Ruth Padawer's New York Times magazine exploration of boys whose behavior doesn't fit neatly into typical male molds has tapped into an argument that appears to have gained currency recently as a skirmish in our ongoing cultural warfare. Unfortunately, neither side seems to have heard of something called the Organizational Hypothesis.
According to the hypothesis, during fetal development male and female hormones not only help direct the formation of our bodies, they also shape the wiring of our brains. Society -- toy makers, churches, parents, fashion magazines -- does not make gender.
Science had clues to this as early as 1916. But it was in 1959 that Charles H. Phoenix and colleagues conducted the keystone experiment. They gave testosterone to pregnant guinea pigs and found that daughters were often born with what human doctors would call "ambiguous genitalia." Their bodies had been masculinized.
But Phoenix's animals didn't just look more like males, they acted more male-like, too. They mounted prospective sex partners about as often as males did. The prenatal male hormone had organized their brains in a male-typical pattern.
This gender-specific brain organization is vital. After all, male and female brains have to regulate different processes, like ovulation and menstruation in women, and sperm production in men.
Some argue, tritely, that "animals aren't people." But the core systems that drive reproductive and social behaviors in humans are similar to those in animals, and research over the past fifty years has supported the basics of the Organizational Hypothesis.
Take the case of some children who lived around the small Dominican Republic town of Las Salinas. As a team from what was then Cornell University Medical College (today's Weill Cornell) discovered in the 1970s, they were born looking very much the way little girls usually look. Naturally, they were raised as girls.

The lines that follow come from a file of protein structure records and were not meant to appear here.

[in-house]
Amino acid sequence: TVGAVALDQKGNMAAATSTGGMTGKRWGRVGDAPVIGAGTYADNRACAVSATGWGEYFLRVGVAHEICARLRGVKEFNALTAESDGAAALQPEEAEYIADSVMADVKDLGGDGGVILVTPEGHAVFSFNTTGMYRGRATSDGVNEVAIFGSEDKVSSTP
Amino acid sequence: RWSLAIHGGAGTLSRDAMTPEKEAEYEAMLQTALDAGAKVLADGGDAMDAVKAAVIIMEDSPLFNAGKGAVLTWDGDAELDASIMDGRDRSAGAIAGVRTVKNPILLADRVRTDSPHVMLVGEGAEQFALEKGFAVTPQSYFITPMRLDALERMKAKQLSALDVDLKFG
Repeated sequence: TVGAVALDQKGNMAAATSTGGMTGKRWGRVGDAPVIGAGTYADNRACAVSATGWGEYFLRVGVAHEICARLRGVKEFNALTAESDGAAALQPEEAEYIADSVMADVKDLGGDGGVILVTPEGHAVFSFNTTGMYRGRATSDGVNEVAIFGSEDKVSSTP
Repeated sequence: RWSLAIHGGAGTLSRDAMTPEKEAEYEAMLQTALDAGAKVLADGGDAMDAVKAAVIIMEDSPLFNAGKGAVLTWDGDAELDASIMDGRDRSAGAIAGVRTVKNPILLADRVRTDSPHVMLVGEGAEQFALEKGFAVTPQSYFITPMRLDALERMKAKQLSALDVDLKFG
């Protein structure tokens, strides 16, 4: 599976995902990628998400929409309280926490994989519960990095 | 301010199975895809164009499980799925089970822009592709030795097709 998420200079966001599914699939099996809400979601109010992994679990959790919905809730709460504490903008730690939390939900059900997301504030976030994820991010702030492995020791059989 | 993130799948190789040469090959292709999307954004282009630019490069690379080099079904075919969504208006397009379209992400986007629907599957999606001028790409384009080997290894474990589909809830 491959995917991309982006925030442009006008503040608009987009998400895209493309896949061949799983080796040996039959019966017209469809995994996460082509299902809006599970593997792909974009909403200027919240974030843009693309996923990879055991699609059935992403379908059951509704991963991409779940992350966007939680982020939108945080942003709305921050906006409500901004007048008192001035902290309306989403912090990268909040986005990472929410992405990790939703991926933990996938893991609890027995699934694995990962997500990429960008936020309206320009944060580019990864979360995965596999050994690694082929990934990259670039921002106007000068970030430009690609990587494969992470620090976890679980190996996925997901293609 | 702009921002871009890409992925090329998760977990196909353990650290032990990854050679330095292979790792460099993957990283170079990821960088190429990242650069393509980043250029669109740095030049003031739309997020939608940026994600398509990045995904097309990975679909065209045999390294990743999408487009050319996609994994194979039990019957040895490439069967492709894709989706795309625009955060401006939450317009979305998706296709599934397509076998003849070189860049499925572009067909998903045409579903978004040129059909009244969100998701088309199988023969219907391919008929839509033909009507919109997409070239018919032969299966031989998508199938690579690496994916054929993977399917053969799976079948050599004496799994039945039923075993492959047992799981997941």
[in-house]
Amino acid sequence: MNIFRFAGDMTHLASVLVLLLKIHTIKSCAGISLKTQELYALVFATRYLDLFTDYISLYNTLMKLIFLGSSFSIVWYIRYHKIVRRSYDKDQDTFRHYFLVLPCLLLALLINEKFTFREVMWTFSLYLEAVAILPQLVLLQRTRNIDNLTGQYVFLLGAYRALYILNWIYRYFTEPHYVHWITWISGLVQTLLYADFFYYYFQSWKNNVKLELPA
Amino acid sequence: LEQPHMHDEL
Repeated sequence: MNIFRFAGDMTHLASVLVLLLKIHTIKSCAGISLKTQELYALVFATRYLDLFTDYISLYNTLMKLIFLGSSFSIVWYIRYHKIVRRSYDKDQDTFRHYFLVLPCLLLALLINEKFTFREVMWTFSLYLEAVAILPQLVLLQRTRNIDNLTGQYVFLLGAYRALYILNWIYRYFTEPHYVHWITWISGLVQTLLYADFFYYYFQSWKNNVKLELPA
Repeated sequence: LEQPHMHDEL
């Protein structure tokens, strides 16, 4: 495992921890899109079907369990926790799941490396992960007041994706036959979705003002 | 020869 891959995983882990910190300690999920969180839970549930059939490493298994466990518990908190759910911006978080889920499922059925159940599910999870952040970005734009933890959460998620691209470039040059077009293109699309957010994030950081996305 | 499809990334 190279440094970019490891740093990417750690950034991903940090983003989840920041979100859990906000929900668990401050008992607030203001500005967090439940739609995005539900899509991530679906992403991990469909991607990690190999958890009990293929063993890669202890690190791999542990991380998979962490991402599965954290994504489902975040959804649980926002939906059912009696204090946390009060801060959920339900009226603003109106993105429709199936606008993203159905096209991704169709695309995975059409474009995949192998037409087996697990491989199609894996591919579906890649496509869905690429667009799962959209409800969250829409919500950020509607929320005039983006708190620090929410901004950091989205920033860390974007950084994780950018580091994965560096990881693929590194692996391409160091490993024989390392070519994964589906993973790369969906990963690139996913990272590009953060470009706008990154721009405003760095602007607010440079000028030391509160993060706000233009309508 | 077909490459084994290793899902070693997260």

But local people called them machihembra, "first woman, then man" because, at age 12 or so, they appeared to develop penises and testicles. In fact, they'd always had them but a genetic mutation caused an enzyme deficiency. That muted hormonal signals for genital growth until the overpowering rush of testosterone at puberty sent the testicles descending and the penises growing.
Despite years of socialization, and formerly looking like girls, they readily accepted their identity, they often married, and they fathered children because their brains had not been affected by the enzyme deficiency. They were always typically male.
Such organization, not advertising, is why boys, as a group, are more likely to shoot a doll full of BBs, while girls, as a group, are more likely to dress dolls and "nurture" them.
Many social conservatives tend to like this part of the story since they believe there are only two natural and proper genders, and behavior within those genders must be highly circumscribed. Meanwhile, some (not all) feminists reject it, arguing there are no important brain differences between males and females.
This has made for some odd, if unwitting, bedfellows, especially when the forces described by the hypothesis, which allow for a wide range of gender possibility, make atypical people.
For example, cells in those born with a condition called complete androgen insensitivity cannot "hear" the signals male hormones are sending. So, while they are chromosomally male, their brains are female. They are women. Yet Germaine Greer has argued that since they have a male set of chromosomes, they're men posing as women.
In 2011, when transgender people petitioned New York City to let them alter their birth certificates, Peter Sprigg, an official with the Family Research Council, called it "fraud," arguing that "you have the objective reality of their genital makeup and their chromosomal makeup."
Society can look at genitals, or chromosomes, and try to force people to conform to expectations in opposition to their wiring. It can also try to ignore real differences between typical boys and girls. Both are recipes for misery because, in the end, our brains will out.
Acknowledging difference and variety says nothing about a person's competence, or intellect, or morality. So rather than seeing threat, we should embrace all shades of gender, whether snips and snails, sugar and spice, or somewhere in between.
Emory University's Director of the Center for Translational Social Neuroscience Larry J. Young, Ph.D., and award-wining science journalist Brian Alexander, authors of the forthcoming book 'The Chemistry Between Us,' to be published September 13 by Current.